DAYTON — The Montgomery County Data Processing Board met by Zoom teleconference on Wednesday at 9 a.m. to discuss the purchase of a new CT scanning system and software as an emergency at the request of the Montgomery County Coroner’s Office.
This special CT system will help coroner staff identify which decedents require autopsy, helping staff to limit their exposure to COVID-19.
The Data Processing Board approves the acquisition of all software, hardware and technology services by county departments.
Purchase of the reconditioned CT system, including software, license and training totals $224,900.
The COVID-19 health emergency prompted this meeting to be held by Zoom teleconference.
Meeting participants included County Auditor Karl Keith, County Recorder Brandon McClain, County Coroner Dr. Kent Harshbarger, Sheriff Rob Streck, and other members of the Data Processing Board.
The meeting was initially cancelled but suddenly reinitiated when a vendor notified the coroner’s office that the CT scanner was available after another potential buyer backed out due to budget restrictions created by the COVID-19 pandemic.
“I would like to be able to purchase it,” Harshbarger told the board. “It actually comes in a mobile unit.”
The scanner would be housed in a trailer outside the coroner’s office, according to Harshbarger.
“It is immediately available and right now there appears to be grant funding available, so the funding for this is coming out of my reserve from all the fees we bring in from other counties,” Harshbarger said. “There is a reserve balance that I am taping into to buy this piece of equipment, and the purpose is to not have to expose the staff to doing any autopsies on any cases we can avoid with this technology.”
Harshbarger noted that it would not remove the potential of doing hundreds of autopsies, which still must be performed.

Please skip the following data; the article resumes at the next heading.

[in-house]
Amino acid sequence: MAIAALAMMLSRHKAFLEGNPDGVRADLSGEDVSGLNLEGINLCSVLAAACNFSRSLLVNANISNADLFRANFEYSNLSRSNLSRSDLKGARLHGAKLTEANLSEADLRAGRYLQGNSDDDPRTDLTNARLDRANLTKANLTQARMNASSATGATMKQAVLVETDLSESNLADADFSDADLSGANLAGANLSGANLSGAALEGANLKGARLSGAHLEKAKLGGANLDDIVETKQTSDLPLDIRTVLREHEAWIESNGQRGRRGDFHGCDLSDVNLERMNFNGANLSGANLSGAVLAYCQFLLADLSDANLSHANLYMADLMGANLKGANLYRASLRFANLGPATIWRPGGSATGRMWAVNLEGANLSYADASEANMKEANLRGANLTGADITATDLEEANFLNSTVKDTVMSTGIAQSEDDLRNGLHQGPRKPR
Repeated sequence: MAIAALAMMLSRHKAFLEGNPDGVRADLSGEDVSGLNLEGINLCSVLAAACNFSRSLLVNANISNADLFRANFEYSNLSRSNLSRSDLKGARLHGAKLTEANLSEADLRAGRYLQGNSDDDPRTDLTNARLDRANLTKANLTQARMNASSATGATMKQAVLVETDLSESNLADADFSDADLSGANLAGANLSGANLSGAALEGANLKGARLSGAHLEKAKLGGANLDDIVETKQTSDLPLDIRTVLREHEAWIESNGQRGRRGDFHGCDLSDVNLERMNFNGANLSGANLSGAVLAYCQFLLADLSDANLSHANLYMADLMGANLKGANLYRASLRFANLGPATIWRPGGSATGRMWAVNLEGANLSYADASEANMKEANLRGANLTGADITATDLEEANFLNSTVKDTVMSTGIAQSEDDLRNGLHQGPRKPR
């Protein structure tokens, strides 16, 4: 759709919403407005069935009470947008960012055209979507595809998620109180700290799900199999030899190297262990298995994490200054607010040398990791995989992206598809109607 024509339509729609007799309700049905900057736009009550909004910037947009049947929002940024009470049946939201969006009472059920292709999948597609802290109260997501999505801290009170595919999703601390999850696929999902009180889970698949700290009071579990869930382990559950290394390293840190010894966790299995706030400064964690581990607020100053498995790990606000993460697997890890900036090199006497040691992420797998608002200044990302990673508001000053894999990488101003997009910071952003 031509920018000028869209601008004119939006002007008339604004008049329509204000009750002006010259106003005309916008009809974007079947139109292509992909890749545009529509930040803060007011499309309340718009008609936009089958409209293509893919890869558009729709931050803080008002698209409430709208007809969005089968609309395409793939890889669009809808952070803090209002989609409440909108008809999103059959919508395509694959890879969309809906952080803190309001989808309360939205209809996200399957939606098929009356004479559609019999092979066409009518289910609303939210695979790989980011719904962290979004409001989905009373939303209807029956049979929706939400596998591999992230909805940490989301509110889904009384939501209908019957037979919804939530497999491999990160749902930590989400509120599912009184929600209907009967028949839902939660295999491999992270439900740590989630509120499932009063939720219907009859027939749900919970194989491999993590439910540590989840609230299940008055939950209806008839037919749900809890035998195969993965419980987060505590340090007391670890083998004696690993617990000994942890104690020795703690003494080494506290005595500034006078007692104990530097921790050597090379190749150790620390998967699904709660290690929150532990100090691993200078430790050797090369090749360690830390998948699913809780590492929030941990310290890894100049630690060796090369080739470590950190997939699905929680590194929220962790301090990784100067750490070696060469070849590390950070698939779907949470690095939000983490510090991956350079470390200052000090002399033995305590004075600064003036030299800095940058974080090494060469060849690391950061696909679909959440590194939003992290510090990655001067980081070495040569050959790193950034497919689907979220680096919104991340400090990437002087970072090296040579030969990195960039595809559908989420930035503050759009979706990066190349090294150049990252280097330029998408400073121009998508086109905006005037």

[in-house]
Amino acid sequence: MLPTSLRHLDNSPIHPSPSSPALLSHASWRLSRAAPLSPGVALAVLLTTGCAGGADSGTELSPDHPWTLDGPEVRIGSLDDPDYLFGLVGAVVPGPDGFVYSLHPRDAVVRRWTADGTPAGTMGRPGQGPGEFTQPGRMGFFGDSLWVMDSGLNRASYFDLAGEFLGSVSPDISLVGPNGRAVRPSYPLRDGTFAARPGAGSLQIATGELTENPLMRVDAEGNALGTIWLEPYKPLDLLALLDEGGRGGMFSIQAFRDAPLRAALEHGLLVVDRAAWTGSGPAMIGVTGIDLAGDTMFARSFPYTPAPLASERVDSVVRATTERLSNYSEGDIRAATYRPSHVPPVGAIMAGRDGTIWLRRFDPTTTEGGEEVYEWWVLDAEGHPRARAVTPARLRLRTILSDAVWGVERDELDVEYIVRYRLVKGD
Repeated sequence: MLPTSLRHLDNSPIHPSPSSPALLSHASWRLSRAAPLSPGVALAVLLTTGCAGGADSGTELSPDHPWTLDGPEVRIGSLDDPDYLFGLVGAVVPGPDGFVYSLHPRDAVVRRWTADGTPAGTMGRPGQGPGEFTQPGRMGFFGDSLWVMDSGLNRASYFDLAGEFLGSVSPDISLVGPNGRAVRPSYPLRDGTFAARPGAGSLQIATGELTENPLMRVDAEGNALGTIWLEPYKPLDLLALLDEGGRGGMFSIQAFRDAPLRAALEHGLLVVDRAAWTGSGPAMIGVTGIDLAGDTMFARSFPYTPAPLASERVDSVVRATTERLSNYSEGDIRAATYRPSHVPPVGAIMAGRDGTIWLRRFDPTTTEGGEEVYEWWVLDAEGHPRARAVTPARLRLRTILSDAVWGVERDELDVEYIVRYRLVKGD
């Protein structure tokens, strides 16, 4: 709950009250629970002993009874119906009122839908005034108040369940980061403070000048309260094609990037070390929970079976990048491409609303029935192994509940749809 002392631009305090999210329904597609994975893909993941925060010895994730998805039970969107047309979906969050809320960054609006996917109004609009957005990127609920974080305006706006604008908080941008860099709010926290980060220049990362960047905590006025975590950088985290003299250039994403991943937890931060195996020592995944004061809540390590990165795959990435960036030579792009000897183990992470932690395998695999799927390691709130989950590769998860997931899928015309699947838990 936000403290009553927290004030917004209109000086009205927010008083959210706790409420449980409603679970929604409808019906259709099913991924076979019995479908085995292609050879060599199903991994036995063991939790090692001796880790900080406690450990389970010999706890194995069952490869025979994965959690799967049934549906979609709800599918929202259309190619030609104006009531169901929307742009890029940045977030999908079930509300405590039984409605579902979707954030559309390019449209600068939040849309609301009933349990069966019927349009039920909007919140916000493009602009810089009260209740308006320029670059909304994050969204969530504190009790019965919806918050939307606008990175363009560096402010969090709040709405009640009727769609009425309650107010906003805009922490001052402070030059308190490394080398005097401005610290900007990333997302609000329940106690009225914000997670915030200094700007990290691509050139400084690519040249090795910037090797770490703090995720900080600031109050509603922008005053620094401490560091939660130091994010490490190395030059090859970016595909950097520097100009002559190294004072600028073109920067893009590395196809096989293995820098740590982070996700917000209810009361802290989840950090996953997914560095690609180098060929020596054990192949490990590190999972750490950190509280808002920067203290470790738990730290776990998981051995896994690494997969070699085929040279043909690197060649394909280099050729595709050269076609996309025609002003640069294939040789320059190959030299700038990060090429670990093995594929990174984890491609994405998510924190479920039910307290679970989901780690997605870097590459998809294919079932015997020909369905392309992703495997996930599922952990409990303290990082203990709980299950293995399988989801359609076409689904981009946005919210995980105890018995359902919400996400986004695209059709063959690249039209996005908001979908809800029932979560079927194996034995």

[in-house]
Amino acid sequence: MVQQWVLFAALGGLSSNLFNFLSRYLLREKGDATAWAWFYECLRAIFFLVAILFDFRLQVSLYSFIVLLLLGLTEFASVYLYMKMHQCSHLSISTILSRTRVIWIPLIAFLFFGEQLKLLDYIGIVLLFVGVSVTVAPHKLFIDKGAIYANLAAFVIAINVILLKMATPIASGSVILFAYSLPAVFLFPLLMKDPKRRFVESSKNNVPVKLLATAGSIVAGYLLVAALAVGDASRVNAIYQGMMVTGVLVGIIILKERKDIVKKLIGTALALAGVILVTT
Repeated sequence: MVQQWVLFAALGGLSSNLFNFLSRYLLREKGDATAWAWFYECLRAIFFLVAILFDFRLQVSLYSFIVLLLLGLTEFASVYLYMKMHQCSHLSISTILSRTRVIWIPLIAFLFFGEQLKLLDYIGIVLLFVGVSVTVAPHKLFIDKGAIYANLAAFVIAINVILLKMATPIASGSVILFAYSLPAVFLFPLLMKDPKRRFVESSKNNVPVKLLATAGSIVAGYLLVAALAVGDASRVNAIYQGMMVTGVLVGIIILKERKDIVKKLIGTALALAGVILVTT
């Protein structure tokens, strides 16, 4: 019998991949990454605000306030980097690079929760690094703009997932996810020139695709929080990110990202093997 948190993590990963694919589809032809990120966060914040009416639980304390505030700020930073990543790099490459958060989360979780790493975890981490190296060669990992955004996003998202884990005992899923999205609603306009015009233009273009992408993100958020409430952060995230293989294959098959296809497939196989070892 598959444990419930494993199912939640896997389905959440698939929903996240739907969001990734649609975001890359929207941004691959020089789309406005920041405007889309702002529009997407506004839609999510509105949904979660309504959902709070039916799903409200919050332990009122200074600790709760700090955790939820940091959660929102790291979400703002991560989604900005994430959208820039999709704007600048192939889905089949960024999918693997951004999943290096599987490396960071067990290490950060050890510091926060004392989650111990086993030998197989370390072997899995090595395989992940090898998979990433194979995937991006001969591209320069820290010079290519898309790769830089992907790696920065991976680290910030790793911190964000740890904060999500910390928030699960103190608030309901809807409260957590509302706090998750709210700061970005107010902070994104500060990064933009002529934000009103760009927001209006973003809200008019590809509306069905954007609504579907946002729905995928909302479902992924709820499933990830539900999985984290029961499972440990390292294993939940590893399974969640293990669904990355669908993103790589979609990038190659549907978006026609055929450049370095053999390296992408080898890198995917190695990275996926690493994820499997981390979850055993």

“The advantage of the CT scanner vs. the Lodox X-ray itself, is that this has technology where we can recreate the images in 3-D so that if you have a fracture or a gunshot wound pathway, you can create a 3-D image for court from the CT scan data,” Harshbarger explained.
This eliminates the need to provide photos or internal evaluation of deceased person’s body.
“So, that’s the purpose… to try to reduce the exposure to the staff when I can,” Harshbarger added. “To have the CT in conjunction with the Lodox, we can present a package for court purposes without actually doing an internal examination. On COVID positive cases we are not doing a case now, but I could get enough data with a CT scan to make the appropriate ruling.”
He added that he could not guarantee that his office would receive grant funding to offset the purchase due to everyone in the country seeking COVID related funding at this time.
The board unanimously approved the purchase.
McClain thanked Harshbarger for being proactive.
“Obviously this is a difficult time for everyone but looking at what you have provided concerning this piece of equipment makes it obvious that it is a necessity,” McClain said.
Reach Ron Nunnari at (937) 684-9124, via email Rnunnari@aimmediamidwest.com or on Twitter @RonNunnari